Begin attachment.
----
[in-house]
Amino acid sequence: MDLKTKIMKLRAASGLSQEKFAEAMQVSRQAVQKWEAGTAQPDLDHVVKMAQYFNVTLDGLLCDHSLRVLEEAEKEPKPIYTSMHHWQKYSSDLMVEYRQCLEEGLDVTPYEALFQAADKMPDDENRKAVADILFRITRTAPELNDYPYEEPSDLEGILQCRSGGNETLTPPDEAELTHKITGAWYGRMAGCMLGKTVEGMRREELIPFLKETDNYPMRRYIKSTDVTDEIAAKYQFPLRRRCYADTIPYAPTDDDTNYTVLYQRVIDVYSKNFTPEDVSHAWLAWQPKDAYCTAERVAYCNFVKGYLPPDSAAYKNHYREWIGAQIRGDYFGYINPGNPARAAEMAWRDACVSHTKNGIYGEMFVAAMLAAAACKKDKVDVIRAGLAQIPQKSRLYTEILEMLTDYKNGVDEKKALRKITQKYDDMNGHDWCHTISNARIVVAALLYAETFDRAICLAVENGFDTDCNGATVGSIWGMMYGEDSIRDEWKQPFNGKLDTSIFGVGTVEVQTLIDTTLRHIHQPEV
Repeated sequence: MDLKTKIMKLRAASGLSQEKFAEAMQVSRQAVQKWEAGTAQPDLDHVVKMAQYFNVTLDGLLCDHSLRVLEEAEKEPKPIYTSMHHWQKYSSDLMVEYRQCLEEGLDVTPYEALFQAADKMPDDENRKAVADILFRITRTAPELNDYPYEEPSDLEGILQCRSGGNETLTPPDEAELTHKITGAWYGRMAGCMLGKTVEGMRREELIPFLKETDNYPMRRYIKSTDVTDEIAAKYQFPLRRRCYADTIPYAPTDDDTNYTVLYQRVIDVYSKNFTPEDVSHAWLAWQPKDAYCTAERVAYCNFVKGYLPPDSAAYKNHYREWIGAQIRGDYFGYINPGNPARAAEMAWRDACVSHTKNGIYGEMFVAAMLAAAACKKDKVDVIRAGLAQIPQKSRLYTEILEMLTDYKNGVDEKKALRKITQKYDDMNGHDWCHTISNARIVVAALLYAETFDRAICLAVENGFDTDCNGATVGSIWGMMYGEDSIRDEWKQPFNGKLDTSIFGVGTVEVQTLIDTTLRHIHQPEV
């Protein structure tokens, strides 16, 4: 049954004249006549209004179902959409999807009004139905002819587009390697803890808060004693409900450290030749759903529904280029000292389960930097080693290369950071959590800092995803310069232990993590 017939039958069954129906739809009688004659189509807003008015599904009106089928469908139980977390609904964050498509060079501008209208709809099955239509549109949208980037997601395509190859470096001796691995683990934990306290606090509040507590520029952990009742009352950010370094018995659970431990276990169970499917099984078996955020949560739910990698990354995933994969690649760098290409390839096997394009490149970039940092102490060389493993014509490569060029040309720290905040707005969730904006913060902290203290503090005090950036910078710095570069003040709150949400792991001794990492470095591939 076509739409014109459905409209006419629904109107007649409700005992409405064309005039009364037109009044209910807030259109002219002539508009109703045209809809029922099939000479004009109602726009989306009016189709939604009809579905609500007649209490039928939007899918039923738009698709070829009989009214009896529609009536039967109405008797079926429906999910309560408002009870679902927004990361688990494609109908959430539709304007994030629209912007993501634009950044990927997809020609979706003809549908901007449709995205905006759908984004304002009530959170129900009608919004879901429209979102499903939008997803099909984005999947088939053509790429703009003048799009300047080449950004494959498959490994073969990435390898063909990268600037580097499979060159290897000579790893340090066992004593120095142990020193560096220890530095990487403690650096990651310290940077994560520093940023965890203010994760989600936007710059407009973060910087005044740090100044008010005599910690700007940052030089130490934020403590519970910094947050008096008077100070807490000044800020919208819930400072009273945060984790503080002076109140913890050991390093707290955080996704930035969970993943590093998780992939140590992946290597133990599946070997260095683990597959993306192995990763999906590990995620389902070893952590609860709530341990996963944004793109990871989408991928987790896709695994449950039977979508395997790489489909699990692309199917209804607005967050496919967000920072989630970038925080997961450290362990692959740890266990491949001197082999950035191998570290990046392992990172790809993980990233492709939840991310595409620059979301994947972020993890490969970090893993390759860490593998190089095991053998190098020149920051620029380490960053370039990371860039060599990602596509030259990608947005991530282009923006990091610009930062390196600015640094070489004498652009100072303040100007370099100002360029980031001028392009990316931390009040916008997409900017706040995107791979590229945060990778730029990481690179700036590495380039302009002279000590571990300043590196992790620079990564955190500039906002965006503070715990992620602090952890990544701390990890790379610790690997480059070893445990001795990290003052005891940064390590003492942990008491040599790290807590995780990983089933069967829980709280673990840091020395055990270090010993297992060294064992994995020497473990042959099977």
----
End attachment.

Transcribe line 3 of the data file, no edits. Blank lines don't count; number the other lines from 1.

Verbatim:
Repeated sequence: MDLKTKIMKLRAASGLSQEKFAEAMQVSRQAVQKWEAGTAQPDLDHVVKMAQYFNVTLDGLLCDHSLRVLEEAEKEPKPIYTSMHHWQKYSSDLMVEYRQCLEEGLDVTPYEALFQAADKMPDDENRKAVADILFRITRTAPELNDYPYEEPSDLEGILQCRSGGNETLTPPDEAELTHKITGAWYGRMAGCMLGKTVEGMRREELIPFLKETDNYPMRRYIKSTDVTDEIAAKYQFPLRRRCYADTIPYAPTDDDTNYTVLYQRVIDVYSKNFTPEDVSHAWLAWQPKDAYCTAERVAYCNFVKGYLPPDSAAYKNHYREWIGAQIRGDYFGYINPGNPARAAEMAWRDACVSHTKNGIYGEMFVAAMLAAAACKKDKVDVIRAGLAQIPQKSRLYTEILEMLTDYKNGVDEKKALRKITQKYDDMNGHDWCHTISNARIVVAALLYAETFDRAICLAVENGFDTDCNGATVGSIWGMMYGEDSIRDEWKQPFNGKLDTSIFGVGTVEVQTLIDTTLRHIHQPEV